Paradoxically, as I said in my last Substack article, when that thought-sense of being a separate, encapsulated self-center is absent, we are free to be authentically ourselves as a human being. We are no longer self-consciously second-guessing ourselves, holding back because we fear disapproval, showing off to gain approval, or trying to be someone else. From our subjective perspective, we are not an object encapsulated inside a separate body. We are no-thing at all—simply open aware presence showing up as present experiencing—moving as life moves. We are like the ocean waving, a movement of the totality.
As a human being, a bodymind organism, each of us has a unique nature and nurture—unique genetics, neurochemistry, childhood conditioning, life experiences, physical health, attributes, abilities, talents, strengths, weaknesses, etc. Like different cities, different humans have different weather systems, different conditions. No two of us are identical. And we’re all movements of an indivisible whole, like waves in the ocean.
We are as we are, and in this moment, it can’t be otherwise. Thus, I find that it’s not very helpful to compare ourselves with others. We can only see or work with what’s here, and what’s here for each of us will be different. Just as some cities have more sunny or more cloudy days, or more or less stormy weather than other cities, some people are more prone to depression or anxiety than others, some have busier minds, some are naturally calmer, others more agitated by nature.
Some people are “better” than me in all kinds of areas, and others are “worse” than I am. I can compare myself (as an object) and then feel either superior or inferior, but to what end?
The only life presently here is THIS life, moving as THIS body, with THIS history and THIS life experience. No one else can be me. No one else can be you. We’re not here to be someone else. We’re here to be this unique waving of the ocean, not some other waving. All we ever really have experientially is this very moment, just as it is. That doesn’t negate past and future, but it all shows up NOW as this one bottomless moment, ever-changing and yet never departing from right here, right now.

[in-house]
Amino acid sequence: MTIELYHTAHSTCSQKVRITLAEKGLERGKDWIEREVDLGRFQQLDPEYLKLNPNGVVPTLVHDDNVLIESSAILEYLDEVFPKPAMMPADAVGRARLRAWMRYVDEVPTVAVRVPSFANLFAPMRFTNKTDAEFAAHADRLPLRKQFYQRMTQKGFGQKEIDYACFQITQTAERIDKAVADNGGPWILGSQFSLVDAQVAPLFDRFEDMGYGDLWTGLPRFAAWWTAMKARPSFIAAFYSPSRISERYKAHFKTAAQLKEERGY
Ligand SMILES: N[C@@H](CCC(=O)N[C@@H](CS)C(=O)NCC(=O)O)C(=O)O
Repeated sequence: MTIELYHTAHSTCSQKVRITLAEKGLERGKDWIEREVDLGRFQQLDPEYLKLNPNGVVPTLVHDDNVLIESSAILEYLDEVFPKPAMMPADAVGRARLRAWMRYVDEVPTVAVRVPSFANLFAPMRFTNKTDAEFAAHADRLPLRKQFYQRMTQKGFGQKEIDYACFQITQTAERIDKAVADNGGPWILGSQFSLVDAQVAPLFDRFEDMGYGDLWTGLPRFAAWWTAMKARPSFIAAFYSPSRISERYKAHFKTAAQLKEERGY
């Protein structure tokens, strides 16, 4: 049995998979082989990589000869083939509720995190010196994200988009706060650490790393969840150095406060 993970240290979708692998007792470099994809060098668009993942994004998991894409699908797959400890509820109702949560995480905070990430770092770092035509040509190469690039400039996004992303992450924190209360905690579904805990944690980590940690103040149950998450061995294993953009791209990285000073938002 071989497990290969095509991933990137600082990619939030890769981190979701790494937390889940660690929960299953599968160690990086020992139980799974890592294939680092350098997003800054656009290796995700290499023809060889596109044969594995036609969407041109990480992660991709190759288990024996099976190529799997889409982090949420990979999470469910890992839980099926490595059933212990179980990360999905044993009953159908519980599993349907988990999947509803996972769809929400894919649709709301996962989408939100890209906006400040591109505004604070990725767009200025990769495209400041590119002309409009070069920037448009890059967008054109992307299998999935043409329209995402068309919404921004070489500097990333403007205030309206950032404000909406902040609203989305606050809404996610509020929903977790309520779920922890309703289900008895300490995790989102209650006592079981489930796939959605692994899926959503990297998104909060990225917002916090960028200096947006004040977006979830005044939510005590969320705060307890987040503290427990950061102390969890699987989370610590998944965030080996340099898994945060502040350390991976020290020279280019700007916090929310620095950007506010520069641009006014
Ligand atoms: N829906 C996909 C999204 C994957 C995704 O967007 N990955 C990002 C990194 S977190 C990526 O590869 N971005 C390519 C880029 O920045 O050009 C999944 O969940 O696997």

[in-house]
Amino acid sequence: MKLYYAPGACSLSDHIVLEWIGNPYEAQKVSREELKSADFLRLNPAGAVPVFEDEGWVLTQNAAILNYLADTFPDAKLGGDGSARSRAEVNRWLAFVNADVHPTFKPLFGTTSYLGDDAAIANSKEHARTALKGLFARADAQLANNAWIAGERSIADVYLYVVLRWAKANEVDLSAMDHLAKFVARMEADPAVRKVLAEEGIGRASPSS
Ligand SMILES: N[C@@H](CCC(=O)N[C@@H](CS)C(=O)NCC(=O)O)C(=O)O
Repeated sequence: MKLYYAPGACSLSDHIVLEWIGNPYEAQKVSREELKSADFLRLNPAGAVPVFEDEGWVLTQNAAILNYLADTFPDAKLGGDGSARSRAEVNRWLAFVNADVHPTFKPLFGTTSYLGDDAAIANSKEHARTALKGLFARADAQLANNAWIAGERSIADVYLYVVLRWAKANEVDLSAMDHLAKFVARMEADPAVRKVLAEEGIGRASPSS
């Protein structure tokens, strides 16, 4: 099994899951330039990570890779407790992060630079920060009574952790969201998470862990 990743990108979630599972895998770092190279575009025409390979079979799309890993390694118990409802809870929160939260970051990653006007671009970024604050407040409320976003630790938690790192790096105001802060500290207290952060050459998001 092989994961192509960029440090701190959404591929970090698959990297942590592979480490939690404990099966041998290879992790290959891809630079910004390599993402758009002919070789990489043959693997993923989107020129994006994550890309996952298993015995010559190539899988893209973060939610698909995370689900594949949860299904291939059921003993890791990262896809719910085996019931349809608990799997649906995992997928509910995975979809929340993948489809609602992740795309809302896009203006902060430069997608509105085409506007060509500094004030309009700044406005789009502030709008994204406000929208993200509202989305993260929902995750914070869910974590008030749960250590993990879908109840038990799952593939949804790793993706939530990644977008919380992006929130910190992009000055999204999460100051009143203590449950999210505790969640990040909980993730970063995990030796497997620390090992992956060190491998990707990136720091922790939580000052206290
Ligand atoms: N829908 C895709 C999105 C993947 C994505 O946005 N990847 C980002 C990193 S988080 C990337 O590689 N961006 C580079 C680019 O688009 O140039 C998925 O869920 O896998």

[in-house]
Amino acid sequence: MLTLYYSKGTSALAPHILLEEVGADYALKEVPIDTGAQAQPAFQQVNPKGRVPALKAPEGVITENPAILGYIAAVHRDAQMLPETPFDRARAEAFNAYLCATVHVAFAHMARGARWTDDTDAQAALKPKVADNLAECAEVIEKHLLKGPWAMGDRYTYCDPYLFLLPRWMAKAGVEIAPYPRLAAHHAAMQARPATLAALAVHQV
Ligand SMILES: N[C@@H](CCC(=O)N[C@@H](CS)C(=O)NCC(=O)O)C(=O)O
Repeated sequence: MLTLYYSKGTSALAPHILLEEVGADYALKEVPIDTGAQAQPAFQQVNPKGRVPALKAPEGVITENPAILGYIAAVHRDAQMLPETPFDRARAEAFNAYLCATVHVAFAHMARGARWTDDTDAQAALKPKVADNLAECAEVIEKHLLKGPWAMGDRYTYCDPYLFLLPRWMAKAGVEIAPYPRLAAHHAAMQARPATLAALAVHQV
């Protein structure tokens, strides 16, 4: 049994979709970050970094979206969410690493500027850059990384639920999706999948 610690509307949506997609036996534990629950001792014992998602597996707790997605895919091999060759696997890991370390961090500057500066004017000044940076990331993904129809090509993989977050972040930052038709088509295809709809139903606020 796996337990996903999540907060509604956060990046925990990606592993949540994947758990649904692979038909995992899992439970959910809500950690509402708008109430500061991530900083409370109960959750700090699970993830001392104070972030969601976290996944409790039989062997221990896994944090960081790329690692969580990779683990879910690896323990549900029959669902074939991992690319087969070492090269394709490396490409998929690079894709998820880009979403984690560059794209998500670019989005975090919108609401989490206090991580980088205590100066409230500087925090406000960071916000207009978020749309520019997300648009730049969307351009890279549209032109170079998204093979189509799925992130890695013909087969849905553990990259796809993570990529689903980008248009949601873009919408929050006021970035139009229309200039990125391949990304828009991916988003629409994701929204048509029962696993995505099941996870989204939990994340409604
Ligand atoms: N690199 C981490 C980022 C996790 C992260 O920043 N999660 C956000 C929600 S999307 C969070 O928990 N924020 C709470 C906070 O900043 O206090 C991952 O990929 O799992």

Our suffering is mistaking ourselves for an object, an encapsulated separate self, and then comparing ourselves to others, thinking we should be other than we are, and believing that something (different, more, better) needs to happen.
Liberation (peace, ease of being, joy, freedom) is being no-thing at all, being just this moment, as it is. Not trying to grasp it, figure it out, or make sense of it (other than in necessary practical ways). Simple, simple, simple. Simplicity itself.
The whoosh-whoosh-whooshing of traffic, the sudden caw-caw-caw of a crow, the taste of tea, the laughter of children, breathing, heart beating, clouds billowing in the sky, a dog barking, the tree outside my window… just this.
What is it?
Some people spend their whole lives looking for it, but never doing it. What is it?
Don’t try to answer. Just live with the question, letting the question do (or undo) us rather than us trying to do (or answer) it.
Not knowing is most intimate. Nothing is really separate or other. It’s always just this!
Ungraspable yet vividly right here.
Don’t miss it!